On Fri, May 17, 2013 at 1:30 PM, Junio C Hamano <gits...@pobox.com> wrote:
> Felipe Contreras <felipe.contre...@gmail.com> writes:
>> This is irrelevant, it's an implementation detail of 'git pull'. *THE
>> USER* is not running 'git fetch .'
> To those who fear running "git pull", the following has worked as a
> quick way to "preview" what they would be getting.
> git fetch
> git log ..FETCH_HEAD
> and then they can "git merge FETCH_HEAD" to conclude it, or run a
> "git pull" for real. We teach the more explicit form to end users
> in our tutorial,
That "tutorial" is mostly irrelevant; it has not been properly updated
in years, and it doesn't do it's job properly.
Nowadays most people use the Pro Git book, which doesn't mention
FETCH_HEAD even once. And why would it? It's not a useful concept for
> So when "the user" is running "git fetch" on "mywork" branch that
> happens to be forked from a local "master", i.e. her configuration
> is set as
> [branch "mywork"]
> remote = .
> merge = refs/heads/master
> we still need to have FETCH_HEAD updated to point at what we would
> be merging if she did a "git pull".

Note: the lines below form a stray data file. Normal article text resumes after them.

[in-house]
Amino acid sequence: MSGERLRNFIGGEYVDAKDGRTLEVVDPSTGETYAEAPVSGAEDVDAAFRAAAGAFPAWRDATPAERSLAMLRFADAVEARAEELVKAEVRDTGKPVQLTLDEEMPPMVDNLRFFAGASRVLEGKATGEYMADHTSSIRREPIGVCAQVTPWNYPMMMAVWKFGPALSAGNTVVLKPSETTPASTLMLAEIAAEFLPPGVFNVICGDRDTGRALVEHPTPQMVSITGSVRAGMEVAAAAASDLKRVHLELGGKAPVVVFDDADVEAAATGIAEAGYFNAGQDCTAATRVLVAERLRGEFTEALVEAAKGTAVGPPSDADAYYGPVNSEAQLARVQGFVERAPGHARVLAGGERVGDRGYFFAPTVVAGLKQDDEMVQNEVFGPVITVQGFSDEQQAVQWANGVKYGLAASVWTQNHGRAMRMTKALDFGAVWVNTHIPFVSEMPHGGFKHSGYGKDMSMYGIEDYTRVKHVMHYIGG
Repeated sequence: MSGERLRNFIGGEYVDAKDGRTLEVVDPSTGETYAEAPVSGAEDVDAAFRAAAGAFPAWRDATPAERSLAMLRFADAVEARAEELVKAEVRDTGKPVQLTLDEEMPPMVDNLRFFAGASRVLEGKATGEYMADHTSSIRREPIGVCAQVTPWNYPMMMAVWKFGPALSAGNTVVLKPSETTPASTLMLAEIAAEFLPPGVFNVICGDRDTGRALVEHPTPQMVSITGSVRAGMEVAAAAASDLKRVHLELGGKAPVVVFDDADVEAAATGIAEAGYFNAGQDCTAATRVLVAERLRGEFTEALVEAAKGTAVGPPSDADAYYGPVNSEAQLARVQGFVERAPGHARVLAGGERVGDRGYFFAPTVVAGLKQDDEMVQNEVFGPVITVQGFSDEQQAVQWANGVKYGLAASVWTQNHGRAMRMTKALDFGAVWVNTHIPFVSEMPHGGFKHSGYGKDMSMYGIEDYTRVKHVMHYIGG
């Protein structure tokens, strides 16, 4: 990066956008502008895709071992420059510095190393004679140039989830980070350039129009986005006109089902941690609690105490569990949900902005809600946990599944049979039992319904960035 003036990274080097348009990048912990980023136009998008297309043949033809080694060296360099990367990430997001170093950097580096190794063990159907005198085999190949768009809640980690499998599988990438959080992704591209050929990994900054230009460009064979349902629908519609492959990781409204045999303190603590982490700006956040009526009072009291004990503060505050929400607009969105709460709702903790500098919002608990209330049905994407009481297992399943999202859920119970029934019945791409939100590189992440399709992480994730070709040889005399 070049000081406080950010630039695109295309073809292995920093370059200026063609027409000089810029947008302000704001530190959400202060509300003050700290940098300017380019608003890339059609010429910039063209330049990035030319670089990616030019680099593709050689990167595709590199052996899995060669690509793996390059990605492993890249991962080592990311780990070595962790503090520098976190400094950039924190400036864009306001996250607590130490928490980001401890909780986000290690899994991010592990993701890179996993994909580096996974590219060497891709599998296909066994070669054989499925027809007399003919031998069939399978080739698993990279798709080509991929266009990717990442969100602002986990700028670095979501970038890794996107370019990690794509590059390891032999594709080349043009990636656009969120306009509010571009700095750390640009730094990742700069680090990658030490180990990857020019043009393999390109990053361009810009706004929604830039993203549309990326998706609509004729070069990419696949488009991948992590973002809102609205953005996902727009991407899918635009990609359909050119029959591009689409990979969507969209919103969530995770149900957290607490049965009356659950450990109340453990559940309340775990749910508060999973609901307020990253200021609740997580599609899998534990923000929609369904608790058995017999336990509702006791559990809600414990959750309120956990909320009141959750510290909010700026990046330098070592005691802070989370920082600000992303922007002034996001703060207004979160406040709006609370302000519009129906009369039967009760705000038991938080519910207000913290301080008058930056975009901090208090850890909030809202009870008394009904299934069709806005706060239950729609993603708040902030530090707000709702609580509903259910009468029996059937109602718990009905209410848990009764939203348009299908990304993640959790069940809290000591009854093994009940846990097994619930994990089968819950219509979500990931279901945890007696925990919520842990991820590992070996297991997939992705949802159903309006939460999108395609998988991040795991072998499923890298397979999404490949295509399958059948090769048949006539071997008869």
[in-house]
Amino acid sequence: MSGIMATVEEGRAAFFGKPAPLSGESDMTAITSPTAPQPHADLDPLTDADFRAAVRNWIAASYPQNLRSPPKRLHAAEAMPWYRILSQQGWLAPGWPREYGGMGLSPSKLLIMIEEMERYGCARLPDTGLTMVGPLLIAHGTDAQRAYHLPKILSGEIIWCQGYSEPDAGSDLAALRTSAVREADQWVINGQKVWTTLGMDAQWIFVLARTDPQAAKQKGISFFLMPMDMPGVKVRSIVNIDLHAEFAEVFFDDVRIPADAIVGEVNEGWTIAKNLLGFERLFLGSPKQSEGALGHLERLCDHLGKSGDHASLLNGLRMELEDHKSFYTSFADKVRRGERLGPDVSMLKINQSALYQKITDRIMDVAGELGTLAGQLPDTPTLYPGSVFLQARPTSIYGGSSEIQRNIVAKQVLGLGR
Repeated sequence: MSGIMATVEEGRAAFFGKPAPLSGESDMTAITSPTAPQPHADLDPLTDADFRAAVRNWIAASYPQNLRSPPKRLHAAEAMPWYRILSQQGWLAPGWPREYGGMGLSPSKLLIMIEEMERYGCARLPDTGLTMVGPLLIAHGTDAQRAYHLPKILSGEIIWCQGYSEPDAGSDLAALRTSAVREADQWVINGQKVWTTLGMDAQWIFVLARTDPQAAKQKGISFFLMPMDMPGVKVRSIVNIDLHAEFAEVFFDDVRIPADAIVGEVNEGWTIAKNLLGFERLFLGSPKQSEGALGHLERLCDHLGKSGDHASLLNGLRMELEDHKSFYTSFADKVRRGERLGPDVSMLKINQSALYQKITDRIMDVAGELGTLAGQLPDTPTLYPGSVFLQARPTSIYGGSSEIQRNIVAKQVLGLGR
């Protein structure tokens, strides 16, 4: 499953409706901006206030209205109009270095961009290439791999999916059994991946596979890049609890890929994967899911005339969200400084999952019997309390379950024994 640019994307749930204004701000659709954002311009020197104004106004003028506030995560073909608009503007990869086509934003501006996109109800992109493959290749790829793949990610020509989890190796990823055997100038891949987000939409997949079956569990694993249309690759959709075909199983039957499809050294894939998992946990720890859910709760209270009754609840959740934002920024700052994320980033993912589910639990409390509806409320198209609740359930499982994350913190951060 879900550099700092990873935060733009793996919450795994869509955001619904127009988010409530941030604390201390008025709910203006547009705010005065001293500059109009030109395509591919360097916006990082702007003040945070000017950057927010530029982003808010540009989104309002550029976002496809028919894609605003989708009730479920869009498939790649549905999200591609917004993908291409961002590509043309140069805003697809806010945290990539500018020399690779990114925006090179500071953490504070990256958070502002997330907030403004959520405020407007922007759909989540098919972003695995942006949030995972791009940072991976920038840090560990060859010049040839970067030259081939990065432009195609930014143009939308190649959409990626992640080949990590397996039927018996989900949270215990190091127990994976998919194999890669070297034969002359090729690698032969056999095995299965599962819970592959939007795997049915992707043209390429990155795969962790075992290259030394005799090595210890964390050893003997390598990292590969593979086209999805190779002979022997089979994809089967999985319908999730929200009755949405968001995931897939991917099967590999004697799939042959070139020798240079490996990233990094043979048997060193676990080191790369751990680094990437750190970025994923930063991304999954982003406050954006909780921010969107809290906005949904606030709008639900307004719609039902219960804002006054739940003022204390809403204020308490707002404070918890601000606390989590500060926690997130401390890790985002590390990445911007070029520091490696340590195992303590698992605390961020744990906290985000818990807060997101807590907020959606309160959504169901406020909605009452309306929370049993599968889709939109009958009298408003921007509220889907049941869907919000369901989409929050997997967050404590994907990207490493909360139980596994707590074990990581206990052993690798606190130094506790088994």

No, we don't need that. That is only needed by 'git pull', and in
fact, it should be possible to reimplement 'git pull' so that it skips
FETCH_HEAD when the remote is local.
These are mere implementation details.
> As I said in the very beginning, it was a mistake for me to suggest
> adding a special case behaviour for '.' remote in the first place.
> It breaks a long-standing expectation and workflow built around it.
The fact that it's "long-standing" doesn't mean it's sane.
> So sorry for wasting our time, and consider this as a misguided
It doesn't matter, the problem that 'git fetch' does something totally
and completely uses is still there.
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